Wow- that title is a mouth full. I might have to re-think that. In the meantime, here's a little tutorial to show you how I made a cozy for my hot water bottle.
Today during a blissful two hours of only having 1/3 of my kids to tote around with me, I popped into another thrift store and hunted for a great wool sweater to use for this project. I found a great sweater! Just not wool.
It was a ramie/cotton blend, but I couldn't resist that fair isle design and the lovely embroidery on the chest. It reminded me of a sweater my Dad brought back from Norway decades ago.
I ignored the fact that there was a zipper smack in the middle of the top half, and because it was 50% off I figured that it couldn't hurt to try and make it work.
Here's how I did it:
Make a template.
Start by tracing your water bottle onto a piece of paper. (Please ignore the circle punch.)
Cut about 1/4" away from your line. (I folded my template in half before I started cutting to ensure that both sides would be identical.)
Since my sweater had that zipper, I had to start by ripping it out...
...then stitching the two sides together.
Place your template on your sweater in whatever way is pleasing, incorporating the elements of the sweater that are most attractive. Try to place it as straight as possible with the "grain".
Pin the template to the sweater.
For the back piece, fold your template in half width-wise to give you a visual idea of where about halfway is.
Lay your template along the bottom edge of your sweater so that you have about 1"-1.5" between the bottom of the hem and your new halfway fold line.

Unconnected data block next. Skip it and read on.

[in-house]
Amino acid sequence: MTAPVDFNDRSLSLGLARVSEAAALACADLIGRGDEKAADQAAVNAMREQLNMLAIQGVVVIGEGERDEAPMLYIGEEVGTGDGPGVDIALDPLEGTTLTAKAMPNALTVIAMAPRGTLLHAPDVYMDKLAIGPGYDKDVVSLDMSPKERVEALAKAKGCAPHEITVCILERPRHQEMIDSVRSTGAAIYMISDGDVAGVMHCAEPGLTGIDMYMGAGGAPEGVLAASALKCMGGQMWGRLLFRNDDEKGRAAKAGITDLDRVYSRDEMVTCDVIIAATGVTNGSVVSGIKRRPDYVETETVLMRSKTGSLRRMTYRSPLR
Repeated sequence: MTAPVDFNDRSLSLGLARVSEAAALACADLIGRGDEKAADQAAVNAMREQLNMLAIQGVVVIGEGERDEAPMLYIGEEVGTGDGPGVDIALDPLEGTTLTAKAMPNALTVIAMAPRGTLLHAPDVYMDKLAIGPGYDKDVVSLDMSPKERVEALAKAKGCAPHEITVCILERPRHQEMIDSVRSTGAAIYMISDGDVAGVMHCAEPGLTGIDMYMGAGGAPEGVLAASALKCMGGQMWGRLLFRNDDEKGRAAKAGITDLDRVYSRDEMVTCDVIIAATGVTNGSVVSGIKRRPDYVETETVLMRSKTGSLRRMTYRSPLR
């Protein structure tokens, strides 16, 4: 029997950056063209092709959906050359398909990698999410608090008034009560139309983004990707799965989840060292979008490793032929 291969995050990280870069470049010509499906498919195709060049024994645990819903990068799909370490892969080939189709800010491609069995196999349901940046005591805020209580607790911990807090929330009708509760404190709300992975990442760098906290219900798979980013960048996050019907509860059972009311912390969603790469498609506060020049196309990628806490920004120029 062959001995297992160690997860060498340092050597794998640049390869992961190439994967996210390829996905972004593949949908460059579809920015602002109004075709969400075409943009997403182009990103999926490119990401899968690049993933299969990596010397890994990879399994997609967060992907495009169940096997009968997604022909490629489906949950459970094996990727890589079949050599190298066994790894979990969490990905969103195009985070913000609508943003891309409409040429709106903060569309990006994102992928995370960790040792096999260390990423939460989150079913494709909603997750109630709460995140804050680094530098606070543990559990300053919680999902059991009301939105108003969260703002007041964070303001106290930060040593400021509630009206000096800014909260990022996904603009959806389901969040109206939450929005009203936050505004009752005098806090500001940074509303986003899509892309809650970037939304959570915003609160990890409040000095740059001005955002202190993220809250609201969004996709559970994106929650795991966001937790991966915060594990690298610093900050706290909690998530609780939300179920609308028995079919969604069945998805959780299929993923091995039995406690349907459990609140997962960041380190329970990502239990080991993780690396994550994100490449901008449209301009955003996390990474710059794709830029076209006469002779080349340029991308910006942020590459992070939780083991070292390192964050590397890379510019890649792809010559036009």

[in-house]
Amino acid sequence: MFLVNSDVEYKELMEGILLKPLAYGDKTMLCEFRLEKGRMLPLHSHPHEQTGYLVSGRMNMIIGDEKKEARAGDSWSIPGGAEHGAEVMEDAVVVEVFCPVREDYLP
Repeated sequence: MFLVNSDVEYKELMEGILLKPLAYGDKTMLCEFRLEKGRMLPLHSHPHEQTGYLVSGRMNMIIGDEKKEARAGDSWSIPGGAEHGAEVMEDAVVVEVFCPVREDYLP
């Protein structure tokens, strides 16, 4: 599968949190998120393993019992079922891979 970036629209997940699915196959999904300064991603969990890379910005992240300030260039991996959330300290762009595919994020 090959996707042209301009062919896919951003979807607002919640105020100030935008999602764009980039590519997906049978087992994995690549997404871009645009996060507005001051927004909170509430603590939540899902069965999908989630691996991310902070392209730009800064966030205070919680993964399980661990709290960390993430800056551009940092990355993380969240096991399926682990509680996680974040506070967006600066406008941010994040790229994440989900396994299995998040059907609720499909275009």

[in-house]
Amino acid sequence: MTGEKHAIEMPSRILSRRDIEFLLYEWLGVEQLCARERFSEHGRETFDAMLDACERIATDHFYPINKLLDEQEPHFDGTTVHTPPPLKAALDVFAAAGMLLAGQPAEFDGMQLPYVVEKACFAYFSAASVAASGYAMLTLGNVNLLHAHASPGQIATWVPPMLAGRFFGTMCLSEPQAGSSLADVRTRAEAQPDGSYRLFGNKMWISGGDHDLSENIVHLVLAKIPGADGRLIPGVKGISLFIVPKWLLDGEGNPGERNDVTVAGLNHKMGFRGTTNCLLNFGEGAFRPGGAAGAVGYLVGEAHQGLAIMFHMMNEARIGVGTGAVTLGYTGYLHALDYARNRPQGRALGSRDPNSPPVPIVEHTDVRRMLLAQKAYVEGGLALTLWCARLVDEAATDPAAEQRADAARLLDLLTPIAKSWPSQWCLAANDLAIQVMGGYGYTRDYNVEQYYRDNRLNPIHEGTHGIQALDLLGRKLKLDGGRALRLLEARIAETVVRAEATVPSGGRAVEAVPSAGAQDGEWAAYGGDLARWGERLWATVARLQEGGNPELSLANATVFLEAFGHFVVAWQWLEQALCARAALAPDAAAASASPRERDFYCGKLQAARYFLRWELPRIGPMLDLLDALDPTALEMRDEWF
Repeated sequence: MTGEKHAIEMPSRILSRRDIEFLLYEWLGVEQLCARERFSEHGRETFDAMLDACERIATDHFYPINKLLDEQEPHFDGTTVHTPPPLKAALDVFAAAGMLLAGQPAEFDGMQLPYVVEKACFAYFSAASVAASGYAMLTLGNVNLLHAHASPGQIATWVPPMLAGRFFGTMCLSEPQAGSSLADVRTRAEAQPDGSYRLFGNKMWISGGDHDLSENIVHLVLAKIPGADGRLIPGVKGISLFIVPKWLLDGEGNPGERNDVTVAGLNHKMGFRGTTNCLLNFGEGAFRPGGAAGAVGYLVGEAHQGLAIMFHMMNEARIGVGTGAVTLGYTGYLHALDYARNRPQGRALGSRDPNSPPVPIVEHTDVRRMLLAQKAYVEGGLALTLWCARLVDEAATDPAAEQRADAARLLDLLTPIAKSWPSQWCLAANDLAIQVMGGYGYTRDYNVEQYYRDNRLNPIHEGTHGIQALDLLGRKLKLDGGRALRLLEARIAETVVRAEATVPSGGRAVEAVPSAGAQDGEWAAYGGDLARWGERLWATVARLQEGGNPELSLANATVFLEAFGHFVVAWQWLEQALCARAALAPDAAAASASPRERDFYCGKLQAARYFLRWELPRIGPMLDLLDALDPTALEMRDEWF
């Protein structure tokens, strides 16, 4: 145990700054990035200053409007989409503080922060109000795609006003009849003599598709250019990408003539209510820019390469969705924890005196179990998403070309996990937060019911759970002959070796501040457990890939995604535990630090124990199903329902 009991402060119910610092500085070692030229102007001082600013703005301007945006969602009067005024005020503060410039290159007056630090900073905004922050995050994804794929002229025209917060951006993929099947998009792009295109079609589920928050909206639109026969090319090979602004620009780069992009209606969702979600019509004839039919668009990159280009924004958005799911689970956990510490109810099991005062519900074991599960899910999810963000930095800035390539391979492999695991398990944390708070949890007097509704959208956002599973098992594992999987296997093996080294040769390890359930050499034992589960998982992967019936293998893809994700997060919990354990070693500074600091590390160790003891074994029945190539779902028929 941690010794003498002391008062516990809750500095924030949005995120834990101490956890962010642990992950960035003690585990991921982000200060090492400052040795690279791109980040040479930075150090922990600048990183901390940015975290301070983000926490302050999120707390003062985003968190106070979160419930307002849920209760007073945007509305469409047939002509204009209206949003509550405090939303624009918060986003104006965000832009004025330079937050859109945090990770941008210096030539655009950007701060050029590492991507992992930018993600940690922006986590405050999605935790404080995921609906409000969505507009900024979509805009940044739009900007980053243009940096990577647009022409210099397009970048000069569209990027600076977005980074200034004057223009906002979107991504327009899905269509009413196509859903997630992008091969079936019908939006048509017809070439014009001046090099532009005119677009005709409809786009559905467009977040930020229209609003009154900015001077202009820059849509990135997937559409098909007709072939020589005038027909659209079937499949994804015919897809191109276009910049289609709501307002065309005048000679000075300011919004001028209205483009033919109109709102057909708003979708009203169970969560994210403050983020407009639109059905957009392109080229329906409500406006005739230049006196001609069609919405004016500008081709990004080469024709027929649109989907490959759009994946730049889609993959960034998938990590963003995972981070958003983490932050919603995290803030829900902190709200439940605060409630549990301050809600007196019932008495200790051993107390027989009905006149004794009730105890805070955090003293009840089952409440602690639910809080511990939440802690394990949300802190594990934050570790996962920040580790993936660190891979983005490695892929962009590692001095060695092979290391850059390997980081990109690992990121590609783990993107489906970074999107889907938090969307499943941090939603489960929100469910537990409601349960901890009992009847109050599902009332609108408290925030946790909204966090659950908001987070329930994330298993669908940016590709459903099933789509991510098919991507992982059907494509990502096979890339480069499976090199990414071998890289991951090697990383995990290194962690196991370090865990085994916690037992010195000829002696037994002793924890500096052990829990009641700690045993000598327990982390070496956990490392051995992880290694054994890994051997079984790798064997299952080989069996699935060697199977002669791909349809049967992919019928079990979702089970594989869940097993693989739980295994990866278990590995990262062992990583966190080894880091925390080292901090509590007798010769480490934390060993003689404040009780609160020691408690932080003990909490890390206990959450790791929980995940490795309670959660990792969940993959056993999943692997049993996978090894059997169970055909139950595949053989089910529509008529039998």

Pin and cut.
Repeat the last step with the top half of your template, this time adding a little more distance between the halfway line and the hem. (Mine was about 3".)
Because I was working with a non-felted sweater, I chose to serge the edges of each piece to keep them from unravelling. If you don't have a serger you could probably just zig zag along the edges instead. This step isn't necessary if you use a sweater that's good and felted, though.
Take your shorter back piece and place it wrong side up onto your template, matching the edges.
Place the longer back piece on top of this (also wrong side up) matching the edges with the paper template.
Pin the two pieces together where they overlap.
Stitch the two pieces together on each side.
Lay your back and front pieces together with right sides facing and pin.
Stitch all the way around, pausing where the hems on the back pieces are and taking some back stitches to reinforce them.
Turn your cover right side out through the gap in the back piece and slip it onto your water bottle.
In theory, this should help to keep the water in the bottle warm longer by providing some insulation, as well as making it more comfortable by keeping the rubber off your skin.
It's also much, much cuter this way. :)